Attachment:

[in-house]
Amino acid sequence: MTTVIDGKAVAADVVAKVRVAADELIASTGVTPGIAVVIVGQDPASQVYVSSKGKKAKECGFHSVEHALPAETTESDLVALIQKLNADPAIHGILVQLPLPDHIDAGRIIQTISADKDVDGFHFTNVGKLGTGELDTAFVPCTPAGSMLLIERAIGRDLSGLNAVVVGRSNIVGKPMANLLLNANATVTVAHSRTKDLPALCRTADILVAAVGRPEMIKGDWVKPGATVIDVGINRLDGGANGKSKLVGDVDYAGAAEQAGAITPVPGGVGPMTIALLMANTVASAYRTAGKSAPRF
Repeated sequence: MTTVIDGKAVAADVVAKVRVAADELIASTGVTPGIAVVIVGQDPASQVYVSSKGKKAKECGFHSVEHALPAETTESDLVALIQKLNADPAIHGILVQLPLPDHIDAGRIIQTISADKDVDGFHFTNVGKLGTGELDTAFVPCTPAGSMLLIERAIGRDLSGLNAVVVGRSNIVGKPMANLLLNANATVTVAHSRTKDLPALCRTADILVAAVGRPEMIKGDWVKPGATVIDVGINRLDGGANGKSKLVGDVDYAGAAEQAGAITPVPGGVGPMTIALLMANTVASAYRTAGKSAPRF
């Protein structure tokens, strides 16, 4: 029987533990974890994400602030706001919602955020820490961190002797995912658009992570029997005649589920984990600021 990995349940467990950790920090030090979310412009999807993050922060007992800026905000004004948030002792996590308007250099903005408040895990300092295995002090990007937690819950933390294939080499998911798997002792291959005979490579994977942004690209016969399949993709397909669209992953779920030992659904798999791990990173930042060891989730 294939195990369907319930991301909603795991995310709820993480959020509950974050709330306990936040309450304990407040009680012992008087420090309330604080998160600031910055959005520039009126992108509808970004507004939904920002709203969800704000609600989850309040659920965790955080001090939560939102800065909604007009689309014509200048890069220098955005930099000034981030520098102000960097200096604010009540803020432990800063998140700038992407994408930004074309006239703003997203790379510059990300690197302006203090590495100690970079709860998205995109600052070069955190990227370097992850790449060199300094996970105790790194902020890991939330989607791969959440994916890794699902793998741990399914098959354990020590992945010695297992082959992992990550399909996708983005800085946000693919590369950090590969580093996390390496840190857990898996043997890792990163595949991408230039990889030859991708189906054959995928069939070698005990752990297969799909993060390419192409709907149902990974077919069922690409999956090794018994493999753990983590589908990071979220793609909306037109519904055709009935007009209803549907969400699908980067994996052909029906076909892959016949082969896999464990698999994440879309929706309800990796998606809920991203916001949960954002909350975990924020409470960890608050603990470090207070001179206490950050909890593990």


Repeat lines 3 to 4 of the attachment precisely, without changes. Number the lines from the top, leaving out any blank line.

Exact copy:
Repeated sequence: MTTVIDGKAVAADVVAKVRVAADELIASTGVTPGIAVVIVGQDPASQVYVSSKGKKAKECGFHSVEHALPAETTESDLVALIQKLNADPAIHGILVQLPLPDHIDAGRIIQTISADKDVDGFHFTNVGKLGTGELDTAFVPCTPAGSMLLIERAIGRDLSGLNAVVVGRSNIVGKPMANLLLNANATVTVAHSRTKDLPALCRTADILVAAVGRPEMIKGDWVKPGATVIDVGINRLDGGANGKSKLVGDVDYAGAAEQAGAITPVPGGVGPMTIALLMANTVASAYRTAGKSAPRF
């Protein structure tokens, strides 16, 4: 029987533990974890994400602030706001919602955020820490961190002797995912658009992570029997005649589920984990600021 990995349940467990950790920090030090979310412009999807993050922060007992800026905000004004948030002792996590308007250099903005408040895990300092295995002090990007937690819950933390294939080499998911798997002792291959005979490579994977942004690209016969399949993709397909669209992953779920030992659904798999791990990173930042060891989730 294939195990369907319930991301909603795991995310709820993480959020509950974050709330306990936040309450304990407040009680012992008087420090309330604080998160600031910055959005520039009126992108509808970004507004939904920002709203969800704000609600989850309040659920965790955080001090939560939102800065909604007009689309014509200048890069220098955005930099000034981030520098102000960097200096604010009540803020432990800063998140700038992407994408930004074309006239703003997203790379510059990300690197302006203090590495100690970079709860998205995109600052070069955190990227370097992850790449060199300094996970105790790194902020890991939330989607791969959440994916890794699902793998741990399914098959354990020590992945010695297992082959992992990550399909996708983005800085946000693919590369950090590969580093996390390496840190857990898996043997890792990163595949991408230039990889030859991708189906054959995928069939070698005990752990297969799909993060390419192409709907149902990974077919069922690409999956090794018994493999753990983590589908990071979220793609909306037109519904055709009935007009209803549907969400699908980067994996052909029906076909892959016949082969896999464990698999994440879309929706309800990796998606809920991203916001949960954002909350975990924020409470960890608050603990470090207070001179206490950050909890593990």